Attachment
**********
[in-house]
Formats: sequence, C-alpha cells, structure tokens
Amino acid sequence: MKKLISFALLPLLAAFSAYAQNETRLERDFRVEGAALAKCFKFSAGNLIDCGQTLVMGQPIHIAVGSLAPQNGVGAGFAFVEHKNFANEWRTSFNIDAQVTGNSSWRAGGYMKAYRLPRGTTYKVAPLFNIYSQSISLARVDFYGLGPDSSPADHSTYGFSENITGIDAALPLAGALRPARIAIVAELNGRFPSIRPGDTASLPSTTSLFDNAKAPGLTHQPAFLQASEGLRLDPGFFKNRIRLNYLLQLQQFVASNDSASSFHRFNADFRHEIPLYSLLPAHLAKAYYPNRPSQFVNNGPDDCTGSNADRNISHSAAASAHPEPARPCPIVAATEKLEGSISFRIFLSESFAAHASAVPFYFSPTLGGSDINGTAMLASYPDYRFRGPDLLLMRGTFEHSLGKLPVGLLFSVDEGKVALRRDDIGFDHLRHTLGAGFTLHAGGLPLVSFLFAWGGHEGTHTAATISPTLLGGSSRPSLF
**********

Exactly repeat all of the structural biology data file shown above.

[in-house]
Formats: sequence, C-alpha cells, structure tokens
Amino acid sequence: MKKLISFALLPLLAAFSAYAQNETRLERDFRVEGAALAKCFKFSAGNLIDCGQTLVMGQPIHIAVGSLAPQNGVGAGFAFVEHKNFANEWRTSFNIDAQVTGNSSWRAGGYMKAYRLPRGTTYKVAPLFNIYSQSISLARVDFYGLGPDSSPADHSTYGFSENITGIDAALPLAGALRPARIAIVAELNGRFPSIRPGDTASLPSTTSLFDNAKAPGLTHQPAFLQASEGLRLDPGFFKNRIRLNYLLQLQQFVASNDSASSFHRFNADFRHEIPLYSLLPAHLAKAYYPNRPSQFVNNGPDDCTGSNADRNISHSAAASAHPEPARPCPIVAATEKLEGSISFRIFLSESFAAHASAVPFYFSPTLGGSDINGTAMLASYPDYRFRGPDLLLMRGTFEHSLGKLPVGLLFSVDEGKVALRRDDIGFDHLRHTLGAGFTLHAGGLPLVSFLFAWGGHEGTHTAATISPTLLGGSSRPSLF